Speaking up for accused teacher

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We were all aghast when the story spread like fire across Idaho and beyond: A teacher was accused of having sex with a student. It was a gut punch to her friends, family and supporters, and to the thousands of former students with whom she has interacted. Regardless of the outcome, she’d be ruined; who would remember the truth over the tabloid treatment?

Obviously any educator, coach, administrator, custodian, bus driver, etc. ought to be punished severely if they commit an act against children. It’s beyond abhorrent that this occurs and I think I speak for all the educational community in saying that we take safeguarding our children very seriously, even as we acknowledge that we can all do more and that incidences of abuse are actually quite rare. However, there must also be a thorough, objective and appropriate investigation, which is sensitive to the victim’s privacy, as well as the accused.

In my lifetime, I’ve experienced numerous sexual assaults but only reported one — I was a sixth-grader assaulted by a gang of boys — and cringe at the way it was handled: I felt like the one at fault and no one intervened. So I get that we always have to err on the side of caution and that the burden is going to be on the adult. All of us are part of a judicial system that aspires to the highest standards.

Yet, it remains to be seen whether those standards were met here. Having followed this from the onset, I’ve held my tongue, even when the accuser was involved in legal issues subsequent to his sexual confession (to school staff in front of a female student). I was quiet when his considerable behavioral issues went unreported in the interest of maintaining privacy (a policy I understand and generally support, except where it’s manipulated as it was here). I was silent listening to the accuser’s testimony of how he pursued the teacher — having sex with a teacher was on his bucket list — but couldn’t remember the date “it” actually happened until he was reminded of a recent doctor visit for treatment of an STD that he would willfully have exposed the teacher to.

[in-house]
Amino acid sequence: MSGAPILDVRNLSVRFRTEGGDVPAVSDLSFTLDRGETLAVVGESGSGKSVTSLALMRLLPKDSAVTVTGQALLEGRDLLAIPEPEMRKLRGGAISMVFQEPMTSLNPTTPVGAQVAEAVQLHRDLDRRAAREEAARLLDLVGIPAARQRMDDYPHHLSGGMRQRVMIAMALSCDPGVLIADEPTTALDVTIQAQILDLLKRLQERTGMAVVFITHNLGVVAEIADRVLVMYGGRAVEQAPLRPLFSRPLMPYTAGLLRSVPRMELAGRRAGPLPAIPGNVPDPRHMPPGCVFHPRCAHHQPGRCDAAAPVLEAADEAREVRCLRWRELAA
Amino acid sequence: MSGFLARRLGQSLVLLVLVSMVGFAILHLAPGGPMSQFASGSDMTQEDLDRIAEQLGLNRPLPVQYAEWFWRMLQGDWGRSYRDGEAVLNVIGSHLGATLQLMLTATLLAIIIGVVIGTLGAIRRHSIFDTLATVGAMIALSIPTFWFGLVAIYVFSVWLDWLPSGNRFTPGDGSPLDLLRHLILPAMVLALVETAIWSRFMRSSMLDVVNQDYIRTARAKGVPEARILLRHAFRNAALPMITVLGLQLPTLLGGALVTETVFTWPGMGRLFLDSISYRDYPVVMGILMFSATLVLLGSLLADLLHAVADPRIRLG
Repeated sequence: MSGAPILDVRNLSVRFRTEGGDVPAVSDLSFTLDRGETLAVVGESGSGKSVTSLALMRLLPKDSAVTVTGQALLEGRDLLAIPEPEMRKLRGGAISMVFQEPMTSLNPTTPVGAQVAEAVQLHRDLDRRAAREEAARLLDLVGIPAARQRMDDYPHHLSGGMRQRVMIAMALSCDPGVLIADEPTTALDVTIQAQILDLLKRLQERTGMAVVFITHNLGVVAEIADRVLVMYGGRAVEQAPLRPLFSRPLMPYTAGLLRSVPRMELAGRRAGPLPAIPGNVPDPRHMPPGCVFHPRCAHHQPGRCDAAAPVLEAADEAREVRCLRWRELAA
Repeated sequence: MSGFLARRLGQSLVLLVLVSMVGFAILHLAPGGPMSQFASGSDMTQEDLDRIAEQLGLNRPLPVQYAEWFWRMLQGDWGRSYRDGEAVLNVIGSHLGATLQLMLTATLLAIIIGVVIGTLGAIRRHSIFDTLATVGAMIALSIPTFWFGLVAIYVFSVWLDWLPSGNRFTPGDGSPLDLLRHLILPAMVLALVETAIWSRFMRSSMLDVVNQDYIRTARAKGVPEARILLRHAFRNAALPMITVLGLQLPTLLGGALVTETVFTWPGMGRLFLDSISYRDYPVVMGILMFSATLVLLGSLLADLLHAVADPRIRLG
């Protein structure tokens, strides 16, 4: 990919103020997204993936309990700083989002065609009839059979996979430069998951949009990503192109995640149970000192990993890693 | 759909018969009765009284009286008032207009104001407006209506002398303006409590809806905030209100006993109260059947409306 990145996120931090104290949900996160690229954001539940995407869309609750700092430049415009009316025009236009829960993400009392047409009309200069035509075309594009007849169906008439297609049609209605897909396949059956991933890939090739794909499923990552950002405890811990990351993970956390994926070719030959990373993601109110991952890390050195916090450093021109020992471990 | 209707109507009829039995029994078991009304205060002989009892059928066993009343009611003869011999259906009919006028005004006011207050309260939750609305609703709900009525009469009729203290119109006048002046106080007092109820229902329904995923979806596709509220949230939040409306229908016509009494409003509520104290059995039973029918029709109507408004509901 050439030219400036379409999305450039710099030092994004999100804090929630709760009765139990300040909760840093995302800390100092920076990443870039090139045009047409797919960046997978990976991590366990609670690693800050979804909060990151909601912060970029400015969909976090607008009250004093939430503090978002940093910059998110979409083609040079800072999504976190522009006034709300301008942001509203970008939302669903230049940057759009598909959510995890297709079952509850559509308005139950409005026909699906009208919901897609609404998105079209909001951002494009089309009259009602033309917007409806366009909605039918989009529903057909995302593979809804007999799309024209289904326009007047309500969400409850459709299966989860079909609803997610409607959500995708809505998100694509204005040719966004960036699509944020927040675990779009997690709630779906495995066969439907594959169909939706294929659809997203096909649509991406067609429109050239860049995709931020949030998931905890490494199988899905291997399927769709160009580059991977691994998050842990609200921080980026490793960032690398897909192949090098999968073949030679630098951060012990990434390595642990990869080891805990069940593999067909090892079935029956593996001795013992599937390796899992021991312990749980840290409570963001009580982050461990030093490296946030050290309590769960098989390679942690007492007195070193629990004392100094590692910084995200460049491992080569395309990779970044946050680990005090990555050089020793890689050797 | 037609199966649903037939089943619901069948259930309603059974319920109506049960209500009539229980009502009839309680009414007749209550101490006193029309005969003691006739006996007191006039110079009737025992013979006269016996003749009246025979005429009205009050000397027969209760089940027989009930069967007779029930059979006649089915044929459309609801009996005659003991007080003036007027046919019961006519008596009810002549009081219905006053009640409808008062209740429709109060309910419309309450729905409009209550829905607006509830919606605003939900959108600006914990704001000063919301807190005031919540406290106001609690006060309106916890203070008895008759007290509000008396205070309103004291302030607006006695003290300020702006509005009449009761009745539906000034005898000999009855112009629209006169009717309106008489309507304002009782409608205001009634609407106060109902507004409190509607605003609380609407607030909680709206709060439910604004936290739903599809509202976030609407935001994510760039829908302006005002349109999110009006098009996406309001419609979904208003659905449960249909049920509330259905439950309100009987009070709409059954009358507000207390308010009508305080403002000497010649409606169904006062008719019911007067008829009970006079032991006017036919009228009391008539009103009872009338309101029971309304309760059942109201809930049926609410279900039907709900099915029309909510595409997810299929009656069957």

Except they didn’t have sex. She didn’t pick him up and bring him to her place because the messaging he said occurred did not occur, could not be proven, and conveniently could not be traced. He could not produce any calls, texts, or Facebook messages. The kissing incident the student bragged about? It was investigated; the teacher was cleared.

What did happen? The teacher educated the student who, by all accounts, found rare success in her program. He’s now 18 and going about his merry life with absolutely no consequences for his actions.

And for that, she was punished, not through the court system, but in the court of public opinion. Doesn’t the news media help in the public exoneration of the accused with as much rigor as with which they pursued the initial story? Not always.

So for the record: Nichole Noel Thiel (sounds like teal) was declared innocent Oct. 12 by a jury of her peers. We all waited for the headlines exclaiming this teacher’s innocence, not only in her hometown of Coeur d’Alene, but also in Sandpoint where the trial occurred. For the dozens of media outlets that picked up the initial story, but let us all down by not following up, and for the folks who were quick to judge but slower to forgive, this is for you.

My letter attempts to restore the balance of justice for someone I’m proud to call my friend and colleague. I couldn’t stay silent any longer.

•••

Carrie Scozzaro is a Coeur d’Alene resident.

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